Here, in a hotel room in Waterloo, she records her first intimate experience with Aird: “And now it was pale blue distance and space, an expanding space in which she took flight suddenly like a long arrow. The arrow seemed to cross an impossibly wide abyss with ease, seemed to arc on and on in space, and not quite to stop. Then she realized that she still clung to Carol, that she trembled violently, and the arrow was herself … and she did not have to ask if this was right, no one had to tell her, because this could not have been more right or perfect.” — Heather A. O’Neill
Jaret Tyler — Happy Endings Are All Alike, Sandra Scoppettone (1978)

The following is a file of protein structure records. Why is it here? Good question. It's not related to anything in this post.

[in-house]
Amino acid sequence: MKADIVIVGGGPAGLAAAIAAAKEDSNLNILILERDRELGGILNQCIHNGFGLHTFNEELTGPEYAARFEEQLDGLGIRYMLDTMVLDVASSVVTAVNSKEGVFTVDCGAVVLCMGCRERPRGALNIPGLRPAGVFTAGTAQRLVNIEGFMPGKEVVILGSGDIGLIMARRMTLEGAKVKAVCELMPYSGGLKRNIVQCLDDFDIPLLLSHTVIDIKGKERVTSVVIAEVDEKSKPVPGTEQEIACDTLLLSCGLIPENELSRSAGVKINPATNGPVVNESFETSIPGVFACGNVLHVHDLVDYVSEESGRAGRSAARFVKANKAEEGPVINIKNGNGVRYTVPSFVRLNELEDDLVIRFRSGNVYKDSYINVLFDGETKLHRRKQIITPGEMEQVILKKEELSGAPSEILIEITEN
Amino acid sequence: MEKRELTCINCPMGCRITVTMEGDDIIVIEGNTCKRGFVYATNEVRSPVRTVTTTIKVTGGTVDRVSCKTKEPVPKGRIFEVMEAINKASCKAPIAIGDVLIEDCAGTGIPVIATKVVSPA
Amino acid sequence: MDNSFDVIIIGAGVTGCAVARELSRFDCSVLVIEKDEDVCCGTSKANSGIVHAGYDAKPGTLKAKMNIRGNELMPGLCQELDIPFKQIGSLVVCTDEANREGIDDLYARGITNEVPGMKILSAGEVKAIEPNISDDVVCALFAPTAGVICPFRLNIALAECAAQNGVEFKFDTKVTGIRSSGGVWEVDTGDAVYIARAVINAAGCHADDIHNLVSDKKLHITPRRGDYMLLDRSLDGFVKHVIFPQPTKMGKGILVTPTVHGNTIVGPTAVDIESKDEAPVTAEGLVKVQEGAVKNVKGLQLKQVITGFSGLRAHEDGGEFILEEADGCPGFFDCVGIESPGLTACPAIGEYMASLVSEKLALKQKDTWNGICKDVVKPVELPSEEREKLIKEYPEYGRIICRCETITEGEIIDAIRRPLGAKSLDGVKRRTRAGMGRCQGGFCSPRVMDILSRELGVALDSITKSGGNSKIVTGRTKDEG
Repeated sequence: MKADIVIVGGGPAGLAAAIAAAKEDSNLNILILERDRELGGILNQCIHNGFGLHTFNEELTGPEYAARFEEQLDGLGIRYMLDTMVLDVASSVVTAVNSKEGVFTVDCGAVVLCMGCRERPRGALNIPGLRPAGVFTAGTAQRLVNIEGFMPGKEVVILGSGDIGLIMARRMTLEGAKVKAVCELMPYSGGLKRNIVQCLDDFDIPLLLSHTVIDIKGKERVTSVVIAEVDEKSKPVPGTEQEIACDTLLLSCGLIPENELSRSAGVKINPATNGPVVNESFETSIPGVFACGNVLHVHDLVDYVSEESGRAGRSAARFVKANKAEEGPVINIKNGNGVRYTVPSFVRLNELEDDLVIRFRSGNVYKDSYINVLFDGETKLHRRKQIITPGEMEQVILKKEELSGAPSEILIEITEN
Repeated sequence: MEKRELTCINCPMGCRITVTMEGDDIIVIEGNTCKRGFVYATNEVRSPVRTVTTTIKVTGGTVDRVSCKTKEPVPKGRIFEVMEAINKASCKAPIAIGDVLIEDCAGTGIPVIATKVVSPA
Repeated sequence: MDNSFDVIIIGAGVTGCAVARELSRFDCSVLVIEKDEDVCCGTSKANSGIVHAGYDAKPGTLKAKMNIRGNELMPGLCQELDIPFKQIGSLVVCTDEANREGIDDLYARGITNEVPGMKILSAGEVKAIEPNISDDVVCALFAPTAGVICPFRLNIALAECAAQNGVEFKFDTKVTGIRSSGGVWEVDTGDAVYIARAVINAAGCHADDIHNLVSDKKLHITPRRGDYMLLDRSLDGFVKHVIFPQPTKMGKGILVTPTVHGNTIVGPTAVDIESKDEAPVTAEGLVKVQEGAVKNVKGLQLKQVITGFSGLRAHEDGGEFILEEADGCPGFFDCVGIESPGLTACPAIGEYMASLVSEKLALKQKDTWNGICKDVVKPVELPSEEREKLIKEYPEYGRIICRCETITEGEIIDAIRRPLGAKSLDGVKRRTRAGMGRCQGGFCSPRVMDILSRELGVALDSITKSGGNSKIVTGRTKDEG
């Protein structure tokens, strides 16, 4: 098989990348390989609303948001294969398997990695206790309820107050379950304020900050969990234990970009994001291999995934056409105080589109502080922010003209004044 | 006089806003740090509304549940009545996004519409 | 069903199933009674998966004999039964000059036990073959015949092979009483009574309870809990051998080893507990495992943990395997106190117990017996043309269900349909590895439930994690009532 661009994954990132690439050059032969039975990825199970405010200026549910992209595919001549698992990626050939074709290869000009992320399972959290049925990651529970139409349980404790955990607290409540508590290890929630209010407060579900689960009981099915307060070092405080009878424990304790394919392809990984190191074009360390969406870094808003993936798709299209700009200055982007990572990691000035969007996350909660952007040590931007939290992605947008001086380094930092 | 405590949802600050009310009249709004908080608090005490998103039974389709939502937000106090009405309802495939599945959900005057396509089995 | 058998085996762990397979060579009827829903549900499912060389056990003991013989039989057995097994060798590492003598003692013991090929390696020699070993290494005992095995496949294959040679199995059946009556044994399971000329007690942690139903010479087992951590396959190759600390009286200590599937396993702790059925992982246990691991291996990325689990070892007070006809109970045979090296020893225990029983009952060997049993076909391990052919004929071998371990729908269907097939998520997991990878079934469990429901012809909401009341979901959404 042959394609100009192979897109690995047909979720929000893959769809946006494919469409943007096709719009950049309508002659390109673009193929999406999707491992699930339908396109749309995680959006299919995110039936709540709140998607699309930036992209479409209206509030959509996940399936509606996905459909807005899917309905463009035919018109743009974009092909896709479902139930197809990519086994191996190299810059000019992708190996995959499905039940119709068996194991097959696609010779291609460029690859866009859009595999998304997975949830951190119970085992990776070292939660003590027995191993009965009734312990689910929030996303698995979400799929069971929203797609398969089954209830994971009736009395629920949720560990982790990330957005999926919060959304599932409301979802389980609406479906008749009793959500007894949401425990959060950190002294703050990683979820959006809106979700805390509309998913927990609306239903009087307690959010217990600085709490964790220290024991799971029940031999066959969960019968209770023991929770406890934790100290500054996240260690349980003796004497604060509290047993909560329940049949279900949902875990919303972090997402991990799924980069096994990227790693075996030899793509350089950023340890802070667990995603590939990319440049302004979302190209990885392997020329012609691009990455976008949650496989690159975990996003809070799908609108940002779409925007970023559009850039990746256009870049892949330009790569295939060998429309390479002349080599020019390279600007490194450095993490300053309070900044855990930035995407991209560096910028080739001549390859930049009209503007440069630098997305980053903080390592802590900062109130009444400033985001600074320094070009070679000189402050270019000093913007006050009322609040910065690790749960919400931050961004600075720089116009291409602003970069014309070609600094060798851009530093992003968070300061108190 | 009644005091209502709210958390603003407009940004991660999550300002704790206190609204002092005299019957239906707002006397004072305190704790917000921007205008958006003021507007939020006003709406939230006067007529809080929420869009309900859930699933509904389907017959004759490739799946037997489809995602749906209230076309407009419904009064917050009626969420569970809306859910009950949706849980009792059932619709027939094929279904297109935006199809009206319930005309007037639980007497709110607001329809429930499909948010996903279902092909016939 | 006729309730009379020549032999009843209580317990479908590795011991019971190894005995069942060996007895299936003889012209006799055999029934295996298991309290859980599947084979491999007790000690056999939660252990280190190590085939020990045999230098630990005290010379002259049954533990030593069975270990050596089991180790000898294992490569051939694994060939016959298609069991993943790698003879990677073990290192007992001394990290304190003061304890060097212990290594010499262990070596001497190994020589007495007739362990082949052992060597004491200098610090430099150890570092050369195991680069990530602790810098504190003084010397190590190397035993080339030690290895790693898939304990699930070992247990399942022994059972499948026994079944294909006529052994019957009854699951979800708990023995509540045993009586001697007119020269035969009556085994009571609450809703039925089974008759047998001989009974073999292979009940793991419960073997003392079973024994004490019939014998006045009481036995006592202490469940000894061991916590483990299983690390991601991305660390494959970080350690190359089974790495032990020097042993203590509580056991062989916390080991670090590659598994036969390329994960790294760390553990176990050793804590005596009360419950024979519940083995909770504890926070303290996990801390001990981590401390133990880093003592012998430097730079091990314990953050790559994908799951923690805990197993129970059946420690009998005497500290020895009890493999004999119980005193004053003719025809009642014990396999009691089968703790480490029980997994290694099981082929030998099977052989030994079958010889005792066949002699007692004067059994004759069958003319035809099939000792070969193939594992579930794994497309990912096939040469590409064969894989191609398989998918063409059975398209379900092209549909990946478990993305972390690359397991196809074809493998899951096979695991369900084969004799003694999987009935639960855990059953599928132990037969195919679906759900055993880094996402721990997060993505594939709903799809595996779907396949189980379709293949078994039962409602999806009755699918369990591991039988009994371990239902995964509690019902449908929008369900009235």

Published in 1978, Happy Endings Are All Alike is the first young adult book with a clearly lesbian main character. And — surprise — Jaret Tyler’s not a closeted and confused soul. She comes out in the first line of the book: “Even though Jaret Tyler had no guilt or shame about her love affair with Peggy Danziger she knew there were plenty of people in this world who would put it down.”
Even as the late 1970s world does its best to send her into a lifetime of therapy, Jaret stays out. The Radcliffe-bound future lawyer perseveres through verbal, emotional and physical assault, remaining strong even as her girlfriend wavers in the face of family and small-town prejudices. The disco-era language may make you laugh, as Jaret deals with some heavy and far-out issues, but the book is a classic — both because of its author’s and Jaret’s remarkable courage. Scoppettone went on to write a popular series of mystery novels featuring lesbian detective Lauren Laurano. — LeeAnn Kriegh